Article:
Alister McGrath interviewed here used to run my Vicar factor and is a very clever and fascinating man. I remember reading in his biography that during his year off he learnt Russian and German in preparation for reading biochemistry at Oxford. I went back-packing in American and drank Budweiser and chased girls (unsuccessfully) which perhaps explains why I am not the leading theologian of my generation- nor very likely to be....

Miriam Swaffield has some fire in her belly and you should check out this talk on holiness which she gave at Focus.

This resignation by Pete Wilson from his church made me cry and moved me and I appreciated this post about burnout.

A pal asked me to name ten things that I think move the audience about this guy that might be transferable to preachers:

1. His ordinary 'just turned up' clothing
2. His non-celebrity looks
3. His passion and zeal for his song
4. He's singing to someone who appears to not be in the room
5. His upward gaze and posture
6. His quiet confidence that what's inside him is bigger than him
7. He knows the words, hits the notes and can sing the tune
8. He's not playing to the judges or the audience
9. The hand in the pocket
10. It's summed up when the first judge says' 'welcome back'

Thursday, September 22, 2016

Some Thursday Musings (from the sofa)

Mrs C says that I should write more and post less links to other people. This morning I read two books that have been on the pile for a while and they were quite helpful in different ways.  One of them was called 'Turn around at Home' which I bought for £2.99 and I promised to read it and glean some parenting wisdom. Well, I am happy to be able to report that I have done that. The other was about marriage and 'Dating' called 'Date your wife'.

Turn your home around: I'll be honest it's not the best book in the world but it had three sections on legacy's which you had to answer questions about and tot up the scores which Mrs C and I did. Oh and it's American so has a rather different context. Anyway, we both answered the questions and found out we had similar legacy scores. The three legacies are Spiritual/ Emotional/ Social and you are asked to reflect on your family environment growing up and mark accordingly. We had a pretty good chat as we did it which was, in itself, probably worth £2.99. It then has a section called tool kits for marriage, parenting young kids, parenting older kids and a section for grandparents with a few quite helpful ideas. If there is a big idea then its really very simple. If you invest in your marriage and your spiritual/emotional and relational life at home then the parenting thing flows from that and your kids discipleship and development should by grace turn out OK.

'Date your wife': It starts with a bit of a rebuke of men for generally being useless ('idiots'  to use the  precise word) which felt heavy-handed and to be honest the Appendix '100 ways to date your wife' is the best bit. The big idea here is that when you fall in love and date etc husbands in the main make a big effort and then, so the hypothesis goes, when you marry you stop doing that and metaphorically buy a pipe and slippers, watch TV and potter in the shed.  In other words, you stop dating. The book is probably not bad to give a marriage a bit of romance and a spiritual/gospel health kick and, not being the most creative of bods, the list of interesting date night ideas was good. Hopefully Mrs C will bear witness to my putting the pipe and slippers to one side in favour of all sorts of exciting and creative dating adventures. We'll see....

Wednesday, September 21, 2016

Wednesday bed-ridden musing

I've put my back out rather badly which is why the blog has been quiet but I hope to be up on my feet shortly. I have been flat out and alone (mostly) for 3 days which is an extroverts nightmare. Mrs C has been an excellent Florence Nightingale. It's also not very easy to type with your back flat which I am attempting today.....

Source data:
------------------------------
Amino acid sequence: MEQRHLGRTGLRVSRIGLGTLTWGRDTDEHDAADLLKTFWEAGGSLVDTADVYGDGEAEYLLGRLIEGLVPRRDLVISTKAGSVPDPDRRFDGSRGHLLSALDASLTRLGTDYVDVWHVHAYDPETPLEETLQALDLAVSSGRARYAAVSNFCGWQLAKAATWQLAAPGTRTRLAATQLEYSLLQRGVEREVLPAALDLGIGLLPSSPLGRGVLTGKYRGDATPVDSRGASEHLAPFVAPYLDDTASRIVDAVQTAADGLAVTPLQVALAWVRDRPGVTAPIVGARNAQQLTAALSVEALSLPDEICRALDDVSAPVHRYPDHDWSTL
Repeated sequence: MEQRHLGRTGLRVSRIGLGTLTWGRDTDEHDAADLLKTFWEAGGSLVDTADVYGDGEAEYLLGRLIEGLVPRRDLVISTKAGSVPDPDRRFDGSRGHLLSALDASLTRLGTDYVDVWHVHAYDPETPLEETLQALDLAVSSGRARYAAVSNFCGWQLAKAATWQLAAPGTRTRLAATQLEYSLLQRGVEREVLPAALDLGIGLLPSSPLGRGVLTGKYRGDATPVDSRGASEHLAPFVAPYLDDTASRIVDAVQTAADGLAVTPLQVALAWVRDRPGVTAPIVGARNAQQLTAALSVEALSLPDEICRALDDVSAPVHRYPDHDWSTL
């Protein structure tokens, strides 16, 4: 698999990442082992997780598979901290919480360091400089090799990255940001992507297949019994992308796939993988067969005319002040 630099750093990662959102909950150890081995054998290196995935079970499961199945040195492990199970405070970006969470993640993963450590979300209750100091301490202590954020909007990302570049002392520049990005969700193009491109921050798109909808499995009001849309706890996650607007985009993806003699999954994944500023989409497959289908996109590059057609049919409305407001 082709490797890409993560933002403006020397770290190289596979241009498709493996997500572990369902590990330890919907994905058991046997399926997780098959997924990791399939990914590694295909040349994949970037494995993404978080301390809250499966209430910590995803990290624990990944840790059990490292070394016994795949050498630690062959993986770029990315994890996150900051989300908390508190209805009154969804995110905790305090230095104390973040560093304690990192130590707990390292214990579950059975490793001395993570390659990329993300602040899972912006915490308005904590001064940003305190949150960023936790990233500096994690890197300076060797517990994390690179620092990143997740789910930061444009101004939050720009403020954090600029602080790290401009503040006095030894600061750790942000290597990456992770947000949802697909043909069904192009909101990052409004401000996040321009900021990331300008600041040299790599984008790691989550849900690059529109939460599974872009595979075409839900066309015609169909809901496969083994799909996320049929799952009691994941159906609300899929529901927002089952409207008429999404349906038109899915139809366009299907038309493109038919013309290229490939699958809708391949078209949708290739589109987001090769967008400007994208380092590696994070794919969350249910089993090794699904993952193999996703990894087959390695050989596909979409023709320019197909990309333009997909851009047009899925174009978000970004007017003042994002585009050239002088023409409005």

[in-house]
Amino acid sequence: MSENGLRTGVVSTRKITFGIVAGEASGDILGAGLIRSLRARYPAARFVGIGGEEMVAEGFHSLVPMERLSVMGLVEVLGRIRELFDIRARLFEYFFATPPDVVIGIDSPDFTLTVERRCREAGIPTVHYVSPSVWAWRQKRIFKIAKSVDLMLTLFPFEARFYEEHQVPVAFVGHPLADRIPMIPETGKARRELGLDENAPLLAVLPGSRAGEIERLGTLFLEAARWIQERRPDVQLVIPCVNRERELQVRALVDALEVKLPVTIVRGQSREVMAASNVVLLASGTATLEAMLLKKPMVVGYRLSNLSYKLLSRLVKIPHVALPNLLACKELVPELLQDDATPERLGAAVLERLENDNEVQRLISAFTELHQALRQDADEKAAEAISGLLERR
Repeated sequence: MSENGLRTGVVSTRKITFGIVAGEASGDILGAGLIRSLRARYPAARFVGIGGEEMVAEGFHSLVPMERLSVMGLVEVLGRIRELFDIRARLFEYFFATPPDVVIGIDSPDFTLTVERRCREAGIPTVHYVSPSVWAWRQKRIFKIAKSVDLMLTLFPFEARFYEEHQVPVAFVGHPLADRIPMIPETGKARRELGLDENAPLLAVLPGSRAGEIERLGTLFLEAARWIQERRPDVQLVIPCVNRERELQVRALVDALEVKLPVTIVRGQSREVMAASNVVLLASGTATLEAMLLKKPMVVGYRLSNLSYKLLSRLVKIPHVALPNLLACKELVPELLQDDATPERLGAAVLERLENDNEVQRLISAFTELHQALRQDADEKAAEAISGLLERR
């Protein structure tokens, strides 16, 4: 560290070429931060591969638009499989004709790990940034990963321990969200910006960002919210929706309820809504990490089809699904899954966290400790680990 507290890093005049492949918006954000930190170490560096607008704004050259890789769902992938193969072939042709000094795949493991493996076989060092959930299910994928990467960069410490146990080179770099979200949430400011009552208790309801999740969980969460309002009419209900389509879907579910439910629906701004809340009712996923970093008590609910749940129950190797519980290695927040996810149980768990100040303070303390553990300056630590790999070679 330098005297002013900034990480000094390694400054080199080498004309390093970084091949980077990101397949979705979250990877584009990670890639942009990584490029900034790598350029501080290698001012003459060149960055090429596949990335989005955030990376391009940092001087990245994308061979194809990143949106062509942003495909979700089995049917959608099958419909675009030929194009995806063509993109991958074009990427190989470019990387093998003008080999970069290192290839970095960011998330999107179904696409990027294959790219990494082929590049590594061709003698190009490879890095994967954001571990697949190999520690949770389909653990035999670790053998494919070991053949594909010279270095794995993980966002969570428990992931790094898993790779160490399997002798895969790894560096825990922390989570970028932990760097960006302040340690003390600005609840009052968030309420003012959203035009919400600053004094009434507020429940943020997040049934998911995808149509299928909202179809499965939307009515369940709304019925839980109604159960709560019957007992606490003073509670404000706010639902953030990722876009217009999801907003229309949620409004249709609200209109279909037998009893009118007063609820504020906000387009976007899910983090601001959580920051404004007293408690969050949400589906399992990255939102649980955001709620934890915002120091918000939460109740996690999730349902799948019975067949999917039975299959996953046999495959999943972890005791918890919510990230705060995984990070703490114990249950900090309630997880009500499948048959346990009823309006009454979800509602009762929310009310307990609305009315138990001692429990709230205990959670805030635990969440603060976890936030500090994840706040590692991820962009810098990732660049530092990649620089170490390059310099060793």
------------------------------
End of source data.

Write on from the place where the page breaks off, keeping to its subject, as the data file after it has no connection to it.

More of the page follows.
Lots of time to think, some reading, I have been immersed afresh in Galatians, I've explored the idea of Bullet journalling, reflected on Michael Hyatt's ten favourite books, planned some stuff with a pal for our Men's ministry, mulled on what to cook for an event at church that I've agreed to cater, am finishing off 'Stop asking Jesus into your heart: How to know for sure you are saved', had some forced upon me time to stand back from my role (s) and so have been asking the question 'How can I best use my time and plan it better?' The appendix of a book called 'Date your wife' has a hundred ideas on that subject.  Oh, and I've been falling asleep to Martin Lloyd Jones sermons which I have found therapeutic and rest inducing (I fall asleep).

I am excited about Tim Keller's new book 'Making sense of God: An invitation to the sceptical' which looks like a good one for those with questions about God. It should come through the letter box tomorrow and you can watch him speaking about the ideas behind the book here. Also there is an interview 'Why Tim Keller wrote a prequel to The Reason for God'. For ages people have been saying to me that many of their friends are too far back to do Alpha which starts with the question 'Who is Jesus?' Now my answer will probably be- give them 'Making sense of God'.

It took me almost 10 years from giving up my business career to actually becoming a Vicar but as I reflect back it's been hard at times but so so worth it. The C of E are looking for more to follow in my footsteps. The church plant I adventured into is four years old this week. Too many to thank by name but you know who you are. Thank you for everything and for showing me such grace.

Ben Arment is a guy who wrote a book that helped me with some ideas as I planted our church and I listened to his podcast and he always makes me think. He's decided to write a novel.

A line that our new intern said when I interviewed her in church has stuck with many of us:

' I want to see what God can do with a year completely devoted to Him'

I have been revisiting my journalling which is something that I do that has sustained and encouraged me. Having read this post one sentence stuck with me.

'What happens to me is not as important as the meaning I assign to what happens to me'

Mrs C and I have been giving some attention recently to stewardship and this post will introduce you to a chappy called Dave Ramsey who is something of a guru on such matters.  An article in the Telegraph I read last week told me that 46% of lottery winners lose all the money within 5 years. We should give them the book of Proverbs with the cheque.

The TV show that has kept me company while on my back has been Madam Secretary. I do enjoy an American political drama. If only real politicians were more like their fictional counterparts.

I appreciated the post 'Why is preaching so hard?'

A pal sent me 'A guide to northern accents'.

A friend in our church dropped a book by Eugene Peterson called 'Travelling Light' though our letterbox, three bars of chocolate and a lovely postcard. I am so thankful for the saints of our church.

Finally, another dear friend sent me this Ted talk which is simply brilliant. Enjoy....

Saturday blog-sweep

 Some interesting books for pastors The State we're in Attack at dawn Joseph Scriven Joy comes with the morning When small is beautiful